On April 29, 2009 the YEA Arts Program filled the Ringling Exhibition Hall with art and exhibits, showcasing what YEA Arts is about and how it positively impacts under served kids in our community. The event, co-sponsored by Ringling College and Gulf Coast Community Foundation of Venice, invited Sarasotans to come out and see how the YEA Arts Program is assisting organizations dedicated to helping kids who might not otherwise have the opportunity to fully experience the arts. As Heather Dunhill of the Sarasota Herald Tribune so eloquently pointed out, this program “targets kids with limited opportunities but endless curiosity”. Through cooperation of Collaborative Partners, Program Partners, and Ringling Student Instructors art is used as a medium to excite, energize, impact our

Entering through the doorway, under the quote “I learned that I can do challenging things and succeed”, the hall opened up from floor to ceiling with art projects showing the utilization of art to teach history, science, electronic media techniques, computer graphics design, literary art and reading enhancement. The hall was filled with limitless possibilities of learning with and through art. Scattered among the exhibits were teachers and principals from the Program Partner schools, representatives from the Van Wezel Education and Outreach and Ringling Student Life, and Ringling Students Instructors.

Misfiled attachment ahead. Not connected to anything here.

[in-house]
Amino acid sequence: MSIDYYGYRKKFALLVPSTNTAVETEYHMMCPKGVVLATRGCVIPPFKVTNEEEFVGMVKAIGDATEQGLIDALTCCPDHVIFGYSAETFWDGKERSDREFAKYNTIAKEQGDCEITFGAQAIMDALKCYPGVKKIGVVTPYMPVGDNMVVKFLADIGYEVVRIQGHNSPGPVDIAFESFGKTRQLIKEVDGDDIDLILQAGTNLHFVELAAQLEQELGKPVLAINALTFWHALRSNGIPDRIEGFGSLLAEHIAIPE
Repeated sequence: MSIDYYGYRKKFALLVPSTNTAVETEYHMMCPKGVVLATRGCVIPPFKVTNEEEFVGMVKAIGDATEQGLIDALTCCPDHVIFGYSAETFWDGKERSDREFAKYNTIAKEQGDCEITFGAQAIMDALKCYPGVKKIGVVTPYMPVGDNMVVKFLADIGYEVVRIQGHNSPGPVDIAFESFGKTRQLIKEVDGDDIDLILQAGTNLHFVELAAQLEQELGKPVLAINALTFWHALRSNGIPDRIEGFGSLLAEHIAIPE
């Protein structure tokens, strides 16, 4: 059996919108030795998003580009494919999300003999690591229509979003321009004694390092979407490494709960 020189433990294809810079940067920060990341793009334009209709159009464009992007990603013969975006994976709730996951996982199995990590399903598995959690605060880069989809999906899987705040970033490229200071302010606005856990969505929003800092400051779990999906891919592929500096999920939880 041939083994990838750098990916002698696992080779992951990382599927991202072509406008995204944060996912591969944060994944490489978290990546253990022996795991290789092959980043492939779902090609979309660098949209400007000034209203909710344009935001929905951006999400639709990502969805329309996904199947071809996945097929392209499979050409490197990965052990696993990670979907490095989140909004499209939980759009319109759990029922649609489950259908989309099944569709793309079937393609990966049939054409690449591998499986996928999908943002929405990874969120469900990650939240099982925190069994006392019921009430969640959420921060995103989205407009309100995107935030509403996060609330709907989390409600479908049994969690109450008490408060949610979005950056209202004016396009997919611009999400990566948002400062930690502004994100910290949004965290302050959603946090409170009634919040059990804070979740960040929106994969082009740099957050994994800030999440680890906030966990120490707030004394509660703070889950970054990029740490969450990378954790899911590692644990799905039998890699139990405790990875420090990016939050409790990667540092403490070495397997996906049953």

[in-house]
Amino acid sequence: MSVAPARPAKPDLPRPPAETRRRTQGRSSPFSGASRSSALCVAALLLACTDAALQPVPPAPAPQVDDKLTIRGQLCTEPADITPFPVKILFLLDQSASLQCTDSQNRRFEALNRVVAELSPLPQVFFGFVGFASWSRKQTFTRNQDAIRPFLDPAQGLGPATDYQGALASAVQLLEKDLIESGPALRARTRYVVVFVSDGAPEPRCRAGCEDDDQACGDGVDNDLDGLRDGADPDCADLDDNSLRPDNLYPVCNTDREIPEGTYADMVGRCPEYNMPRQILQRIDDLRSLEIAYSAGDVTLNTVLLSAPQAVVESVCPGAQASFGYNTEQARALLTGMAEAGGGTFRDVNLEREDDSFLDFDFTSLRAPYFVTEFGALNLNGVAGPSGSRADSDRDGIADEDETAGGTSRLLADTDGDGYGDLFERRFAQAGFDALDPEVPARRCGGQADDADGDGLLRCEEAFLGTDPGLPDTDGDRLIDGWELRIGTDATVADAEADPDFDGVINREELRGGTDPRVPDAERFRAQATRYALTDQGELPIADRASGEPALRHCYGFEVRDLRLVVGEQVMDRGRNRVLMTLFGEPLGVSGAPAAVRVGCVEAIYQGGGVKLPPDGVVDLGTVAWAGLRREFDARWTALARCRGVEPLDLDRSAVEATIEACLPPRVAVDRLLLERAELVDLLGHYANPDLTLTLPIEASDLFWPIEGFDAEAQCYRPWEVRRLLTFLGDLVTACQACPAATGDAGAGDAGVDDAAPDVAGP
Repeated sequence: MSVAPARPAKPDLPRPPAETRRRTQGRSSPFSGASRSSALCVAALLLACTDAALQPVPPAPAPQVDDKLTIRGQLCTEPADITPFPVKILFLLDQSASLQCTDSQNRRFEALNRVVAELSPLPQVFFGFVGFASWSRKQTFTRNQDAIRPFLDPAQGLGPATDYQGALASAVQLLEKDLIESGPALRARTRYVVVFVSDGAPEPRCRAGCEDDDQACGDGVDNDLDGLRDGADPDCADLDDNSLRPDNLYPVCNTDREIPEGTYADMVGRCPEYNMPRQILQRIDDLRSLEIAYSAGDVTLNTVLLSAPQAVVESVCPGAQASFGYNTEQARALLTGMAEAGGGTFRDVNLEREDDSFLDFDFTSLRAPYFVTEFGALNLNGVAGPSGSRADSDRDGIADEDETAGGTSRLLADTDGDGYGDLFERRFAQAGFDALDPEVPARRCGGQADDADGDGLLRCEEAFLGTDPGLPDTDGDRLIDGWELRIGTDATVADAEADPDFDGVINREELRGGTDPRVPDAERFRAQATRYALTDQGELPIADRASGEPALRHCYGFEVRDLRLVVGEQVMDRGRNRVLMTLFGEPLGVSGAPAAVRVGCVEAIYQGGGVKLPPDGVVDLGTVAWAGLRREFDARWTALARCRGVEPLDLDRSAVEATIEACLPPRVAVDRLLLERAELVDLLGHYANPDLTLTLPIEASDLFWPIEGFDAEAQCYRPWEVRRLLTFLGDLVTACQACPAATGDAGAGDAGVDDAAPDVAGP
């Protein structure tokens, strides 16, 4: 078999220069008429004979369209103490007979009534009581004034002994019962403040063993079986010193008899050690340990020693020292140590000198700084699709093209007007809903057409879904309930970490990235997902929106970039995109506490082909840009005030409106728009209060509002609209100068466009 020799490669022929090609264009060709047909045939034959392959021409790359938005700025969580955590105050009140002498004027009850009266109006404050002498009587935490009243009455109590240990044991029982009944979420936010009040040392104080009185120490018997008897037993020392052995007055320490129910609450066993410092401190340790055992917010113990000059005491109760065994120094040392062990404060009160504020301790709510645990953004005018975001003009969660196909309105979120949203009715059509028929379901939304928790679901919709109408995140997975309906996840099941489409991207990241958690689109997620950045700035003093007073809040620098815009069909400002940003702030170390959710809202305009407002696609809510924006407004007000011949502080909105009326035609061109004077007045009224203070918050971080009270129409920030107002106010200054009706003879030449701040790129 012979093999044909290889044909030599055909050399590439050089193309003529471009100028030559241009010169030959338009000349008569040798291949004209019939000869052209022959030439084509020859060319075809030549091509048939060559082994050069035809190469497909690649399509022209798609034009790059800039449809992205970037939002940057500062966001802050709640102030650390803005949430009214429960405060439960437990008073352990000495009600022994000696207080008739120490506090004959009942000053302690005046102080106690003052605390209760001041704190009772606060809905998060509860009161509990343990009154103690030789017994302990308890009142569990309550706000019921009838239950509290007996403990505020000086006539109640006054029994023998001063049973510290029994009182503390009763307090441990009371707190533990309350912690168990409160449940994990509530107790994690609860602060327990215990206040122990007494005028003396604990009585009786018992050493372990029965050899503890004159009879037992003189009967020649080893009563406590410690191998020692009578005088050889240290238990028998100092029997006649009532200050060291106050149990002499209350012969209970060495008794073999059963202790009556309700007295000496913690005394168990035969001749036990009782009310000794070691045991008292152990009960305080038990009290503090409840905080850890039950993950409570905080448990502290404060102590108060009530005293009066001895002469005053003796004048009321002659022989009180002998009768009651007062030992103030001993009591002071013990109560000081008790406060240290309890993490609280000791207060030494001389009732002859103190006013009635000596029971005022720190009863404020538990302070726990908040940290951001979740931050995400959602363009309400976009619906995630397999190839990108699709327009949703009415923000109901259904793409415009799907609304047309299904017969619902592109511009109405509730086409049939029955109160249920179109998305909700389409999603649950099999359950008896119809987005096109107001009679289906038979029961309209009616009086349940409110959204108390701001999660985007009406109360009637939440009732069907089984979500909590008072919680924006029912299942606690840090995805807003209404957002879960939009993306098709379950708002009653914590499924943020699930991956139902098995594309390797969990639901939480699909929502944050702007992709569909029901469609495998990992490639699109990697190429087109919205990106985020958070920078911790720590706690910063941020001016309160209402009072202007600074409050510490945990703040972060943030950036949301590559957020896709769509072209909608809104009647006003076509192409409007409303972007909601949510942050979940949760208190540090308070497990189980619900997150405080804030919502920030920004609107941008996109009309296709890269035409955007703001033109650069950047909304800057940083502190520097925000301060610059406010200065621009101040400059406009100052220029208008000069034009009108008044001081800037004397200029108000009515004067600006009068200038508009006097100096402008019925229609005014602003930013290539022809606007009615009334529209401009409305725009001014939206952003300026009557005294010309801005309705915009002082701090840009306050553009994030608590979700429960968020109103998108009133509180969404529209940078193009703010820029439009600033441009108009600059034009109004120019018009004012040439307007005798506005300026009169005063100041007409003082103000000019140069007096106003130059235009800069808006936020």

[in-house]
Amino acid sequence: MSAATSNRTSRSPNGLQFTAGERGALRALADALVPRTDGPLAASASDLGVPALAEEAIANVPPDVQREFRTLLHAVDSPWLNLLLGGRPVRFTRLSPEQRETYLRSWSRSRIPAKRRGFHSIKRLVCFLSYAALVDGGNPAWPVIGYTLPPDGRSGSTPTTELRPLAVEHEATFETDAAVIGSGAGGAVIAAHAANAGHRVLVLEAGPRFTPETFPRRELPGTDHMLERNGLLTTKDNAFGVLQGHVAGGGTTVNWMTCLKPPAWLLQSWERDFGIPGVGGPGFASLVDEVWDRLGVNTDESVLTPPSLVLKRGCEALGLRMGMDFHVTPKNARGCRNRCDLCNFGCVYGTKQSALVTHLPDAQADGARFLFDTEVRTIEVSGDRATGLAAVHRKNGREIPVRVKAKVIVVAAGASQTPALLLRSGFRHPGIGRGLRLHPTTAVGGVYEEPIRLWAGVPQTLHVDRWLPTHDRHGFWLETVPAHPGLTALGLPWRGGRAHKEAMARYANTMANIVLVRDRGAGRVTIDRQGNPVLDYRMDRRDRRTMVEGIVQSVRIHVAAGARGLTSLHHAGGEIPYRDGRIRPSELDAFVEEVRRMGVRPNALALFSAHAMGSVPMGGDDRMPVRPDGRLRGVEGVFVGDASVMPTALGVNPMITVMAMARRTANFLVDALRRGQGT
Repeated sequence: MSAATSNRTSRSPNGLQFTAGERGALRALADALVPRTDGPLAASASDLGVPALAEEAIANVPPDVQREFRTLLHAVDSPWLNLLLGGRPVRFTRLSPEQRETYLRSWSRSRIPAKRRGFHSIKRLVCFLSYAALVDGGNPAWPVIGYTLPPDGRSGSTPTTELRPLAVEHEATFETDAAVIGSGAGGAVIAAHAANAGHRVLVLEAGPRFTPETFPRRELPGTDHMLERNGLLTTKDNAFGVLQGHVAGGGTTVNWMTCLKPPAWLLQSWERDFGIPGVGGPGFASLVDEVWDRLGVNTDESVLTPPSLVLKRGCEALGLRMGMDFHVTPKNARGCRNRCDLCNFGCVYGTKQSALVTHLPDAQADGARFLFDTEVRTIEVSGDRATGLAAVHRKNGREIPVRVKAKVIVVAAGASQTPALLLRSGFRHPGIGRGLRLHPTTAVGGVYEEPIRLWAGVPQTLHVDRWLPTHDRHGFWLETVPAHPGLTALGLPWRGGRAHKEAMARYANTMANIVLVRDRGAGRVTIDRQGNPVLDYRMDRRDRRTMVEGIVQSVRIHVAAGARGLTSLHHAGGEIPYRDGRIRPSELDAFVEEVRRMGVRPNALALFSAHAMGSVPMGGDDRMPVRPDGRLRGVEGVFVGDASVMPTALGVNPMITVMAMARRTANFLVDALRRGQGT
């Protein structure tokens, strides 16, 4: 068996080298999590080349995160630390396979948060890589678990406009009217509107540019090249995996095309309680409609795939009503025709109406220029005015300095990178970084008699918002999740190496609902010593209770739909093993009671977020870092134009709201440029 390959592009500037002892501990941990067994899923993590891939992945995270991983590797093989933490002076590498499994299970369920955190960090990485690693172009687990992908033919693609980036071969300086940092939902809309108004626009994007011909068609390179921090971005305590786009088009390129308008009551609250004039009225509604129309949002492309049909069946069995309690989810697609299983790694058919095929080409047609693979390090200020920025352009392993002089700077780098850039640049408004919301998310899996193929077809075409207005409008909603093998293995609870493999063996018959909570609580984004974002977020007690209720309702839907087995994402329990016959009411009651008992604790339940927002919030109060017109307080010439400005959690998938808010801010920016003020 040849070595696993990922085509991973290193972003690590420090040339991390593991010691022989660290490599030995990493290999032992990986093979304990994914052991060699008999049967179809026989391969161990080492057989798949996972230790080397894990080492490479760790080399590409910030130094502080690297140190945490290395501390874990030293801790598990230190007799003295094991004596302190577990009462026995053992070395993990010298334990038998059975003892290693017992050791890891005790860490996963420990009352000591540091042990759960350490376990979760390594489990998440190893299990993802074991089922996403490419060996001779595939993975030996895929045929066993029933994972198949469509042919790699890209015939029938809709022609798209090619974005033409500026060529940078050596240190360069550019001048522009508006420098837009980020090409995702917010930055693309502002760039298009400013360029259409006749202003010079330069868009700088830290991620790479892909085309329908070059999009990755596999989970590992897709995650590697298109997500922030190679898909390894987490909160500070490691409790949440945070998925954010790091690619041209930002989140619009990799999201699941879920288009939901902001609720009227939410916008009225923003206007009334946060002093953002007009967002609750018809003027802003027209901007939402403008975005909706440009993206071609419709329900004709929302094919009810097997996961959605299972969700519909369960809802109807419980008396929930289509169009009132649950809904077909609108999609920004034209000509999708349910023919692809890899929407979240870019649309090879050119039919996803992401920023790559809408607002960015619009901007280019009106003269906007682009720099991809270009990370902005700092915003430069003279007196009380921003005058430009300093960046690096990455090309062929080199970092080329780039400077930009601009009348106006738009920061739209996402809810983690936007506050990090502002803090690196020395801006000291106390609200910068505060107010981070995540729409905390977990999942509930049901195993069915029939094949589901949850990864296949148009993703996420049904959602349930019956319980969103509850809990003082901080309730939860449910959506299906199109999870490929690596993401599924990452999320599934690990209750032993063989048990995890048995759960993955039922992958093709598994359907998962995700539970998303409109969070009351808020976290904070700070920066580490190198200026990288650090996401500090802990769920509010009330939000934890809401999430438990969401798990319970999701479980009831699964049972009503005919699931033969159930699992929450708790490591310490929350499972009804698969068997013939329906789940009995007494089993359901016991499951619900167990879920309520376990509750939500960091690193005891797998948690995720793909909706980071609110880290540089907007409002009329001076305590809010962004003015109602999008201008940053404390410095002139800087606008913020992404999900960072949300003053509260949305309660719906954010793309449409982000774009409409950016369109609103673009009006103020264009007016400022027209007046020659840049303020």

Sarah Bigelow the Photography and Digital Imaging Senior who spearheaded the design, layout and feel of the show took a few minutes to speak of the impact her YEA experience had on not only the kids at Bowman Ranch but also on her. In her own words Sarah said, “I know that YEA’s influence may have opened a new door for self confidence and acceptance.” John Sullivan spoke of the origins of YEA, the putting together foster care kids with performing arts to broaden their horizons to what life could be.

The room was alive with kids from Gocio Elementary sharing their experiences of writing and illustrating a graphic novel and the animal they drew for the Florida History mural and kids from Phoenix Academy talking about building a camera that actually works and using the computer to design their own skateboard deck.

While attendees perused the exhibits, and talked to kids, teachers and Ringling Student instructors, two Ringling students, Trey and Jane, demonstrated impromptu art by creating paintings on the spot. These pieces were then auctioned off and raised enough money to fund a Ringling Student Instructor for one semester at a Program Partner location. Robert and Linda Salisbury won Jane’s painting and Michael Shelton won Trey’s.

The evening was definitely a success in raising the awareness of the YEA Arts program in the Sarasota community. Jules Rose summed it up with his comment, “I had no idea that the YEA Arts Program does so much.”

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